TWiM explores the role of biofilms in infection by coronaviruses, and development of a Shigella vaccine using outer membrane vesicles derived from Salmonella.
The TWiMmers explore detection of SARS-CoV-2 on surfaces in an ophthalmology examination room, the ability of stressed populations of Yersinia bacteria to survive antimicrobial treatment within host tissues, and how volatile organic chemicals produced by soil microbes attract arthropods which in turn disperse bacterial spores.
The TWiM team explains how breathing can transmit SARS-CoV-2, and how lack of breathing leads to loss of mitochondria in a multicellular parasitic animal.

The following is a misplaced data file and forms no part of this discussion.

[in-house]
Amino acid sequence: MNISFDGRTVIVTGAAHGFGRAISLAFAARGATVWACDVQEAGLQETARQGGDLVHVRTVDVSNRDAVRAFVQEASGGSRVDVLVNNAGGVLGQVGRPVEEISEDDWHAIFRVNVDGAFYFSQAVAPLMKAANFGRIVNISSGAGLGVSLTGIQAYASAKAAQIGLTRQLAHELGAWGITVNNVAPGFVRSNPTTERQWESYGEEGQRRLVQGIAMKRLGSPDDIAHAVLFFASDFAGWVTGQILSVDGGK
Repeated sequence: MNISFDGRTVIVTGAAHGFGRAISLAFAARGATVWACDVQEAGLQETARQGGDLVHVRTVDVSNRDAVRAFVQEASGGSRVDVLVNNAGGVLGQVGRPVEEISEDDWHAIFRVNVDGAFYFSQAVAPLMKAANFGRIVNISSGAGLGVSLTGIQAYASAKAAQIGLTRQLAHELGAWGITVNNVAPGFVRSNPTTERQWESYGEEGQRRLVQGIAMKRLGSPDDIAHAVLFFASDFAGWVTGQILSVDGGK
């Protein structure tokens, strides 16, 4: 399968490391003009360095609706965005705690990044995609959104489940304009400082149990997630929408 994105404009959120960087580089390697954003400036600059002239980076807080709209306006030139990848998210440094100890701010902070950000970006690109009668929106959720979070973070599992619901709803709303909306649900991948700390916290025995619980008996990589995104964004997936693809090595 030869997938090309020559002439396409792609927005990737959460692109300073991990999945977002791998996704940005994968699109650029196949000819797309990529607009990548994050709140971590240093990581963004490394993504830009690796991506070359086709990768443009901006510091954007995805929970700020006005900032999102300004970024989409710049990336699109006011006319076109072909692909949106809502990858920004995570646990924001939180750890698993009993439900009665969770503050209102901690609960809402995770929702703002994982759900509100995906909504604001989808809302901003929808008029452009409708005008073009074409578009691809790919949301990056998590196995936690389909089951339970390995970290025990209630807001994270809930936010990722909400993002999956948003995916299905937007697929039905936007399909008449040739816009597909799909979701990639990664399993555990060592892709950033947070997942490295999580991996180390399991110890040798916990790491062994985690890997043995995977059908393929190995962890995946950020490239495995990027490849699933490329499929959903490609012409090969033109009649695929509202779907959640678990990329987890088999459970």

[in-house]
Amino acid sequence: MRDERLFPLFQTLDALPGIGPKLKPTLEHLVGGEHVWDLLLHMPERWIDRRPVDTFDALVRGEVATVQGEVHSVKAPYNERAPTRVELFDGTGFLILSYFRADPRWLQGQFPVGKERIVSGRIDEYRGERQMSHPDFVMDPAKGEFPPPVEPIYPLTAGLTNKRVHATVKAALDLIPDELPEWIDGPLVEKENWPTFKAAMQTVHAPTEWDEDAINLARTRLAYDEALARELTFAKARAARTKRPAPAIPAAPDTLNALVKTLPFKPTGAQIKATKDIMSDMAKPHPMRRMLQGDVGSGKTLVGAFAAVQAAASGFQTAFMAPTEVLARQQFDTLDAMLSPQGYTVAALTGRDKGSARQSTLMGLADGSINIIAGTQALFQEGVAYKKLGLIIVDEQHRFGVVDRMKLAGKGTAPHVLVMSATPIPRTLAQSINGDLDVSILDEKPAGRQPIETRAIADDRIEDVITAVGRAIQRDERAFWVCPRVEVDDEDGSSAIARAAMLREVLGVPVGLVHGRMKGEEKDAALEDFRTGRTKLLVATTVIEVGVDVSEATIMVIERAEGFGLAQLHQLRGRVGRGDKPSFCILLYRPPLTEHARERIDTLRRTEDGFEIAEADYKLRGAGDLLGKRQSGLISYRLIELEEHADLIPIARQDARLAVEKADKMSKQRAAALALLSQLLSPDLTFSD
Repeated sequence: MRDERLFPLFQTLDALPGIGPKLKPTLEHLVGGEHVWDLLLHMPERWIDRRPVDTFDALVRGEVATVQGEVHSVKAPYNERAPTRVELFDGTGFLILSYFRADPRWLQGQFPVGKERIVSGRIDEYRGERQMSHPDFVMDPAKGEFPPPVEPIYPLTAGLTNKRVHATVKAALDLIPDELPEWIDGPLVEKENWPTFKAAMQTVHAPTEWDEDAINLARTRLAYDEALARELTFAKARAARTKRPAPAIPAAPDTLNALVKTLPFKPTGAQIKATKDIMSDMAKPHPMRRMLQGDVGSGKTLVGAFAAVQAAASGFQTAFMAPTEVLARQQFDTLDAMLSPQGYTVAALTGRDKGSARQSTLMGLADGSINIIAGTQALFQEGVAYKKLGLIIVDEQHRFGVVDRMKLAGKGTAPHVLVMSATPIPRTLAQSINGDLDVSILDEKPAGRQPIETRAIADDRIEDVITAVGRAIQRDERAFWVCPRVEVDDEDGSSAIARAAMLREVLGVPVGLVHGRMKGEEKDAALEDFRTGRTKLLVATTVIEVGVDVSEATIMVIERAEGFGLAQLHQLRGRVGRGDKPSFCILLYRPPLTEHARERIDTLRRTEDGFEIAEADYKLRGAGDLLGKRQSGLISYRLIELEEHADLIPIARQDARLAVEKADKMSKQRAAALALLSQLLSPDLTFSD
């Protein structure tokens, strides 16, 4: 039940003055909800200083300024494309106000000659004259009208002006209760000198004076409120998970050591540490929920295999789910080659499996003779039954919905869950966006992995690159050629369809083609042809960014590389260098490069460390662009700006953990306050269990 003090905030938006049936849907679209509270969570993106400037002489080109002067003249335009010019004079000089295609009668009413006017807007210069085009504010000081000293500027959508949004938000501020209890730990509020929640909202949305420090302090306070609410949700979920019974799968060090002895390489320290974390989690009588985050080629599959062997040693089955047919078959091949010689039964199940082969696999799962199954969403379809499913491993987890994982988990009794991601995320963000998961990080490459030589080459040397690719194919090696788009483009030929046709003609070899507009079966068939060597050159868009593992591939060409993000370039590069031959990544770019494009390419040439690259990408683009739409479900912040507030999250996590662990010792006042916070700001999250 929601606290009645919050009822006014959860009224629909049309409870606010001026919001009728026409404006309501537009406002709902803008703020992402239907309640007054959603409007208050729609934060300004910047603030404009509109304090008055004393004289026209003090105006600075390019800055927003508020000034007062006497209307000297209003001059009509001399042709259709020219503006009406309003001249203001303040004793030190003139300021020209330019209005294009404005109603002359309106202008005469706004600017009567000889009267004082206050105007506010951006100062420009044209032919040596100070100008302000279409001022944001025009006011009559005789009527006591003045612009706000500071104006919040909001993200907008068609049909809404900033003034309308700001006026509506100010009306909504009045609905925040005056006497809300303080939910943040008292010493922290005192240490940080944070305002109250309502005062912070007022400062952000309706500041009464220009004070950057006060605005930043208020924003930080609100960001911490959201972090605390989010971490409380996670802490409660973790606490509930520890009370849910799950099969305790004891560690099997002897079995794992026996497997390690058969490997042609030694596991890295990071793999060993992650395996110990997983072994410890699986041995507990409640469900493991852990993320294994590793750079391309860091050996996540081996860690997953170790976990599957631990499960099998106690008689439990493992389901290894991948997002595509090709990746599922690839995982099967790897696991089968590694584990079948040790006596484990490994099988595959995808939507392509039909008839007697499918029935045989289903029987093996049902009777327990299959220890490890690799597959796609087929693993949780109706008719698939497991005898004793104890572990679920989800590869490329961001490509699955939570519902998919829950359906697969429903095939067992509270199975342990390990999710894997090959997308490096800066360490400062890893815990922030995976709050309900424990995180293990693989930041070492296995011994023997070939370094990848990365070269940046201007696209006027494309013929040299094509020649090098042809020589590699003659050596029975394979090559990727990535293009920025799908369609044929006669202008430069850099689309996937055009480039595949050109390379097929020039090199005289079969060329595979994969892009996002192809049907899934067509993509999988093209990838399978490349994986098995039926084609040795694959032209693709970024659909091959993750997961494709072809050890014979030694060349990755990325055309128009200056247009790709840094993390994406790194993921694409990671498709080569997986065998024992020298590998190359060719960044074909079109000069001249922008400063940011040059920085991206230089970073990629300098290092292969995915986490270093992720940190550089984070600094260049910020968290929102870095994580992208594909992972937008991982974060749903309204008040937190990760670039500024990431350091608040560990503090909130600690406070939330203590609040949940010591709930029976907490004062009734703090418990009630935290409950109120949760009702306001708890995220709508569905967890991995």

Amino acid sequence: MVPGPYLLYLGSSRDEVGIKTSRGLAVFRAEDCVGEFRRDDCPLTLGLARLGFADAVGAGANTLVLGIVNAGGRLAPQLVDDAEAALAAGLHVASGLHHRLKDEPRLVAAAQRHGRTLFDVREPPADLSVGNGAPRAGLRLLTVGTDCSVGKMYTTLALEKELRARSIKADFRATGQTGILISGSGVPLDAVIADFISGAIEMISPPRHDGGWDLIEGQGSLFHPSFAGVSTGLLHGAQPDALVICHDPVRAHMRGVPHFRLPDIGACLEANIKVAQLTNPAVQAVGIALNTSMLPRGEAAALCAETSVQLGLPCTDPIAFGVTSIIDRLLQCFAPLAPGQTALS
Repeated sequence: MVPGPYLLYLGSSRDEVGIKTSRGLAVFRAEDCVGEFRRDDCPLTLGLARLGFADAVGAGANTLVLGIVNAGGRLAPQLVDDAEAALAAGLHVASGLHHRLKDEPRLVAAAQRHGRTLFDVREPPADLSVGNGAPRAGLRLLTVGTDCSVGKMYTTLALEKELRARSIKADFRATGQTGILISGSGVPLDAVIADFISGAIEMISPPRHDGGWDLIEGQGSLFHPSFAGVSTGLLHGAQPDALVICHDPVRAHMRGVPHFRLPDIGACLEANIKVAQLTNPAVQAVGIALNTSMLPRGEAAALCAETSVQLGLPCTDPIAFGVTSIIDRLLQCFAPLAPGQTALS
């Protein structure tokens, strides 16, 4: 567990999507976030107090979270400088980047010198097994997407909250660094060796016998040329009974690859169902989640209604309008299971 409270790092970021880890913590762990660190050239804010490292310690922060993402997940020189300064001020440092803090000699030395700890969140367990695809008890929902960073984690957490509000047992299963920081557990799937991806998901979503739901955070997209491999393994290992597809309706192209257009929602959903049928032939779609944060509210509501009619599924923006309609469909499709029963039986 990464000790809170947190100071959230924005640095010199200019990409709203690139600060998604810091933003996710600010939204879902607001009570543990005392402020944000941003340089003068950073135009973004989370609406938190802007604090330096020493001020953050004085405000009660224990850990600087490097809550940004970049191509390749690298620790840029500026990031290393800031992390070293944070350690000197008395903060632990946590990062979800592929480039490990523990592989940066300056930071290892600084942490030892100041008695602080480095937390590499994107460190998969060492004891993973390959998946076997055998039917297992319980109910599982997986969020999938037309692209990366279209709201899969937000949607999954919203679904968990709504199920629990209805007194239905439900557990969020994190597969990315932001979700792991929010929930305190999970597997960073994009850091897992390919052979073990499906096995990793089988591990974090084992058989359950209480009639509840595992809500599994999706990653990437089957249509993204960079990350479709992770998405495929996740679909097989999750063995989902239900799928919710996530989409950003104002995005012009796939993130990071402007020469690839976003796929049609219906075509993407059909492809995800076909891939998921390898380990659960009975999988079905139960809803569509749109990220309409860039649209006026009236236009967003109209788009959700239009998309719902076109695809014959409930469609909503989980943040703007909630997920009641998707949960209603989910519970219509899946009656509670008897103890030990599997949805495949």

The TWiM team discuses saliva as more sensitive for SARS-CoV-2 detection in COVID-19 patients than nasopharyngeal swab and how Mycobacterium tuberculosis sulfolipid-1 activates nociceptive neurons and induces cough.
A ferret model for infection by SARS-CoV-2, and how Neolithization lead to emergence of a human bacterial pathogen.
Vincent, Elio and Michael reveal the ASM COVID-19 summit, and how Salmonella injects a protein into the cell to drive suppression of the immune response.